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Snapchat's advertising push begins

The social network known for its ephemeral messages is finally trying to make money, nearly a year after Facebook offered to acquire it for $3 billion.

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Snapchat's logo is a ghost, a reference to how messages on its service disappear. Snapchat

Snapchat's taking the plunge.

The social network, known for messages users send to one another that disappear after they're viewed, said it will begin displaying advertisements in its app. Ads will be inserted into the list of recent messages a customer receives, and they can choose whether to look at it or not, the company said in a statement Friday.

The ads won't be tailored to a user's personal tastes, the company said, invoking a criticism of Facebook's and Google's strategy of showing ads based on information they've gathered about their users.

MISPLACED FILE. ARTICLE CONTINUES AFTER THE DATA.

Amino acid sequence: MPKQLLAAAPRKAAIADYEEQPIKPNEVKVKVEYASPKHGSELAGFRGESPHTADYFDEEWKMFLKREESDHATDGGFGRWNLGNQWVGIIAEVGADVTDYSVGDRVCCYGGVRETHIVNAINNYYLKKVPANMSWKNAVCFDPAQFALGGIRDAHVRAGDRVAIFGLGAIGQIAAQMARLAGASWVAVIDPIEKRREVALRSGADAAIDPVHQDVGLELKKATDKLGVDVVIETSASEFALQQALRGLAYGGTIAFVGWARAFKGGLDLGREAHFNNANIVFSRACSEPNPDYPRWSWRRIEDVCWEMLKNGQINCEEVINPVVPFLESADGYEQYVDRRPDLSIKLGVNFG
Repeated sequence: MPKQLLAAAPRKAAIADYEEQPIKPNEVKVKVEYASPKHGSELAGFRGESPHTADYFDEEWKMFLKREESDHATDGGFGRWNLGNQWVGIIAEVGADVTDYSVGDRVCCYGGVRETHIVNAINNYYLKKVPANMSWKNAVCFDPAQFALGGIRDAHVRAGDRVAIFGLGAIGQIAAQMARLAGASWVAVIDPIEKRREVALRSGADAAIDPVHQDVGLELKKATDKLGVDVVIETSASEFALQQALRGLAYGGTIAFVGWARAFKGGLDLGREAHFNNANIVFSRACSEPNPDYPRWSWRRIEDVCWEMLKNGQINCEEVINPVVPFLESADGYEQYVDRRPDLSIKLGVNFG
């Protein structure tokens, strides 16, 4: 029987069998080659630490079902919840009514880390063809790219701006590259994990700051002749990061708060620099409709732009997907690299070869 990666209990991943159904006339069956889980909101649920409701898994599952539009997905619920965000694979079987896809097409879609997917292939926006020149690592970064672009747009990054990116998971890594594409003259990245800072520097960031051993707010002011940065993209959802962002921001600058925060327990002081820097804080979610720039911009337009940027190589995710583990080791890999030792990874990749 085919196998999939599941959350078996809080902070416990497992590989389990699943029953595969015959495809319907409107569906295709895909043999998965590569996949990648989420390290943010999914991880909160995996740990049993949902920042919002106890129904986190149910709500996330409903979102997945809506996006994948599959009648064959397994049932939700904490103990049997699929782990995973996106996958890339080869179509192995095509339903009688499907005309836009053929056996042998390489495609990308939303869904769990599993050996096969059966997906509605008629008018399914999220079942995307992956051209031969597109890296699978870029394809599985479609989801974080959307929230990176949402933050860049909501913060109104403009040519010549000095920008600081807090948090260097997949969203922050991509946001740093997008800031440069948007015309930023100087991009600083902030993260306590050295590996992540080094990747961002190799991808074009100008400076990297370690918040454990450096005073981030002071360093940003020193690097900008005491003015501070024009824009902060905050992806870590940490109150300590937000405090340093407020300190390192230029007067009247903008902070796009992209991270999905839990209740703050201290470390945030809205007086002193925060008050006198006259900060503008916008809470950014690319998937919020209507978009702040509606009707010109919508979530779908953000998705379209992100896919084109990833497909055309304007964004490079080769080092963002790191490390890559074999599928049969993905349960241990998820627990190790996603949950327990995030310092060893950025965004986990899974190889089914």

The company also vowed not to blanket its entire service with ads. "We won't put advertisements in your personal communication," it said. "That would be totally rude."

The move is a critical step for Snapchat. Since launching three years ago, the company's service has become synonymous with a new breed of social-networking services, with a focus on simple communications of either a photo or video. The twist: Messages disappear soon after they're seen.

The company has said users were sending 700 million photos and videos to each other per day. Public messages, called "Stories," were being viewed 500 million times per day.

The company's rapid growth caught the attention of Facebook, which offered $3 billion to buy the firm last year; Snapchat's executives declined.

Snapchat said advertisements will begin in the US, and will disappear after they're viewed, or within 24 hours.

"We want to see if we can deliver an experience that's fun and informative, the way ads used to be," the company said.